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TRIZ Diaries

| On 22, Apr 2004

As the end of year approached it was time yet again to think about next year’s diary. Still an advocate of the little book rather than electronic wizardry, I looked around for a 2004 diary and became a little disappointed at what I saw, Nothing new there. So I thought why not use TRIZ to make a diary of my own. So here again, not quite ‘everyday TRIZ’, is a TRIZ evaluation and invention of a diary 2004.

Function
First, I corrected myself on thinking the diary is there to ‘store information’. Change is of course the key word in TRIZ, so what change does a diary produce, when, where, how and to whom? The main agent changed of course will be me. The diary is there to change my behaviour. A key feature of this change process is date related. The usual access system which ties in this function is a storage of information in a sequence of dates, with some variations as to whether the view pages are for a single day, or a week, starting at the weekend or Monday. TRIZ would of course suggest there is a lot of underutilised resource given such a uniform system, and indeed most people’s diaries will have lots of blank spaces and maybe some pages where you can’t hold enough information.

Of course a comparison with other data storage systems like computers suggests a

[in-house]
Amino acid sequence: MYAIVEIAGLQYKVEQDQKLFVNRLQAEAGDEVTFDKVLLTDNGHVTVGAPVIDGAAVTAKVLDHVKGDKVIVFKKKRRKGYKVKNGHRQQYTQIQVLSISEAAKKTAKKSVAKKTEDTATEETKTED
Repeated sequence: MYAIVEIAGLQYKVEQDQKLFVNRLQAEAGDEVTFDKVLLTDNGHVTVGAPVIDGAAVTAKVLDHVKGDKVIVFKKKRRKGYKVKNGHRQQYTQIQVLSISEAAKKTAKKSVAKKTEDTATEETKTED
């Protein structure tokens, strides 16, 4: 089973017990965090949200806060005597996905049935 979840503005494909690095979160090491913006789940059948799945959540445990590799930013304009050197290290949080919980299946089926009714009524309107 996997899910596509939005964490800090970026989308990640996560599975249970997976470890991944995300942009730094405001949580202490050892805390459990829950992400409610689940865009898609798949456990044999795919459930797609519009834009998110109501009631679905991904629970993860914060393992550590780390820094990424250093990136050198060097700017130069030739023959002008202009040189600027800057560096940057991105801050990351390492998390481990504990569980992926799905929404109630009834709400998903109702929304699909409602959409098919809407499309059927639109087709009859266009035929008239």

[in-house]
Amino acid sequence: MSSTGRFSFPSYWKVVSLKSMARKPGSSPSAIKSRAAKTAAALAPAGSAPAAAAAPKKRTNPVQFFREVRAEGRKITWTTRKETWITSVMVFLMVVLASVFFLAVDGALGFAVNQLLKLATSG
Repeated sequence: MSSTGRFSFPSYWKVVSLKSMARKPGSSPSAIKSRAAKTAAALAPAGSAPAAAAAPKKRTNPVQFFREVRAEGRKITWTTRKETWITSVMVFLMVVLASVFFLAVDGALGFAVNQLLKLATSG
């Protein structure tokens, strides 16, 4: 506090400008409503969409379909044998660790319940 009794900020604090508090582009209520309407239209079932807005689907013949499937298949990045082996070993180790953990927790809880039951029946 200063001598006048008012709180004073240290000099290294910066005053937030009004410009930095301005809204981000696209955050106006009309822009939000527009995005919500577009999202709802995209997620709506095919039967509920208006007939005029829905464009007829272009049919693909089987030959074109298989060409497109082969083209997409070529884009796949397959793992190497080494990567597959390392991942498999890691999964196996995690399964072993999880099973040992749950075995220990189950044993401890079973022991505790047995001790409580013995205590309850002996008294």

much more flexible arrangement, basically making stacks as the information comes
in. Easier to do on a computer maybe, but maybe it is possible with paper/book
format?

Some information is not date related, so there are some phone numbers of family and close friends, bank details, and other stuff. The primary function is retrieval, but of course for retrieval to occur I need to put information in, so I have to consider this unless I employ a personal secretary, which is hardly the solution in this exercise!

Any Contradictions here? Of course, yes. I would like to just write information on the next clean page. And I would like the information I need to be on the first page of the diary, or perhaps on whatever page I open the diary on (a lovely magic solution idea). TRIZZERs will of course happily offer Segmentation as an option to consider, so let’s examine that one first.

My first page could be an index of where all the information is throughout the diary. The remaining pages could then have information added as it is received. The end of the diary could, like many diaries, have the non-date related information. One problem with this might be that I would quite like related information to be in one section, so that for a series of training courses all the information is in that section. Segmentation occurs again as a good option. So my dairy has several segments, a front page or two for an index, sections for different ‘jobs’, a general set of notes as and when diary information is added and a final section for non-date related stuff.

All this seems fairly standard so far, so let’s explore a few more TRIZ options. Colour – yes, a good idea to colour code sections for easy access and make it look nice! Move to a new dimension – maybe the notes should be in landscape not portrait? Inexpensive short life – maybe I can just remove pages that are past there use by date? Harm to benefit – if I am to remove pages which are out of date, then I am probably only going to use one side, so the other side could be for fun, pictures, doodles, I might even sell them!